What struck me about the approach was that the guy who kicked it off, Rudolf Steiner, who, as Prof. McDermott pointed out at the beginning of the clip, was a man of exceedingly strong opinions and who rarely hesitated to hold back on declarative assertions in any number of area. Still, it was this same Rudolf Steiner who in this case categorically declared you had to engage them all, not just the one you liked. In other words, the truth could not be found here or there, but rather here as well as there as well as there, all the way around the compass, and then, but only then, might you have an idea of where the Truth may lie.
Integration … integrality … whatever you want to call it – a notion that plays a highly significant role in many of the activities and threads on this site – can never be achieved in just one way or another. The very notion indicates not only “more than one”, but almost by definition, “all”. It’s always about “the whole”, and just how do we know when we’ve taken in/encountered/experienced/embraced/… “the whole”? I don’t know.
It seems Steiner’s, as well as Betti’s, aim, as the presenters in the clip noted, was to avoid relativism and exclusivism. Both are anathema to truth (or Truth, if you so prefer). One way to, if not avoid, but at least be sensitive to their effects would be to present a framework of orientation which includes the admonishment that in their own ways all of the points are “right”.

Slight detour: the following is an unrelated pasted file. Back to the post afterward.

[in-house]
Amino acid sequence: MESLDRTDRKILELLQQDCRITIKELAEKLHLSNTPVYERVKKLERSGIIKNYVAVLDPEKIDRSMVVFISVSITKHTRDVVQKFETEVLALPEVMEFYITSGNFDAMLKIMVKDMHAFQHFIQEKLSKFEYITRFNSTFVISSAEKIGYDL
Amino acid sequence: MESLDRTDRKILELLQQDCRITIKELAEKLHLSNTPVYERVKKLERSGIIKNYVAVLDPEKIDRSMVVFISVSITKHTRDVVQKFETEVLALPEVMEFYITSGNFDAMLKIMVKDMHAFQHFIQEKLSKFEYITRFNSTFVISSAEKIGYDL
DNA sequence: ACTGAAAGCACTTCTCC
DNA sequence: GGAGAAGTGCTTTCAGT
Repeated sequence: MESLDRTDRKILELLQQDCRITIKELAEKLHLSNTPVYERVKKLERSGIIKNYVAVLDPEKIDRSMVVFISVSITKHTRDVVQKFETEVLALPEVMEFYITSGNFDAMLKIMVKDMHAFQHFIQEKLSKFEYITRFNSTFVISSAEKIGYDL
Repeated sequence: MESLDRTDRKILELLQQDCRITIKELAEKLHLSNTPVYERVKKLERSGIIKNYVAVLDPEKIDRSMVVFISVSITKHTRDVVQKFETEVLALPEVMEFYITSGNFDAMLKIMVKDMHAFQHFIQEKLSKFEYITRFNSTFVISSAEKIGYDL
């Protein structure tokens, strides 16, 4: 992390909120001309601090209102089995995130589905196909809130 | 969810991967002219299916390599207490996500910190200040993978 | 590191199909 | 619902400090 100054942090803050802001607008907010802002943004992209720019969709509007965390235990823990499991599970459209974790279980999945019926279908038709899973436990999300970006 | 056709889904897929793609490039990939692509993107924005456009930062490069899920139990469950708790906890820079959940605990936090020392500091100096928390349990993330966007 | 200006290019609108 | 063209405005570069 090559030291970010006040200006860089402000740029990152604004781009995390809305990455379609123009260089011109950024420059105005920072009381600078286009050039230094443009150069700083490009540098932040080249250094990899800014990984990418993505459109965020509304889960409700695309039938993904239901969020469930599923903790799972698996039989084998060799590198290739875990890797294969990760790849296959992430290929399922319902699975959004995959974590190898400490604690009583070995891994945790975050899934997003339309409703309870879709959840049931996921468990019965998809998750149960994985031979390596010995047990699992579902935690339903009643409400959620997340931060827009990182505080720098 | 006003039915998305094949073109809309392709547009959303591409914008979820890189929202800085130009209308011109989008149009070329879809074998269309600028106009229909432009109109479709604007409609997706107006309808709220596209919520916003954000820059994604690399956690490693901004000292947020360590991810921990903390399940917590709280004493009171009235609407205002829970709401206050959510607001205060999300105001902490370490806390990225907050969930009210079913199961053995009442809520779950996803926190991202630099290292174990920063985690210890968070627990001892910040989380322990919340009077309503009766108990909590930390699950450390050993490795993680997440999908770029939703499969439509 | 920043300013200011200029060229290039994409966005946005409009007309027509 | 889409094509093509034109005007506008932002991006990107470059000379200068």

That’s quite a challenge. And, I don’t know if I’m up to it. Oddly enough, some pretty smart and insightful individuals – Goethe, Steiner, Gebser, Wilber, Betti, and more – seem to believe we all are. OK, I guess I’m game to try, but not necessarily for their sakes, but for all of ours.
As Jaime aptly points out,
John also cogently asked,
For the moment, I think the best we can do is take Steiner’s challenge and our own self-imposed task seriously and engage Bernardo’s worldview as best we can, our collective reading being an attempt to gain strength in numbers. Perhaps in the process, we can start gathering indications of what might point toward answers to John’s questions … or perhaps we learn to ask even better, or other, questions. Who knows?
A recent discussion between Kastrup and Tom Jump, an atheist who tries to deconstrue Kastrup’s arguments. I think it is a quite good summary that elucidates what the so called ‘hard problem of consciousness’ is about. In particular I find Bernardo’s complexity argument (at about 9:20) of the giant pressure valves system replacing a computer interesting.
I’ve been pondering how to present some of my work here, since a lot of what I have written is for an astrological audience. Maybe that’s okay here, but I’m not sure. This is taken from my posting on Bernardo’s forum last year, and it even starts with a quote from IOTW. I would like to know, though, how I might best present this sort of thing, so your feedback is welcome. I have numerous studies that are in varying degrees of completion and formats. Looking forward to Tuesday’s CCafe.
Stan Grof, writ large in the cosmos
“When we contemplate the large-scale structure and dynamics of the cosmos, we must be contemplating the extrinsic appearance of universal conscious inner life.”
Bernardo Kastrup. The Idea of the World (p. 53).
Idealism in various forms has long provided a philosophical basis for archetypal astrology. Might a philosophically grounded astrology someday return the favor?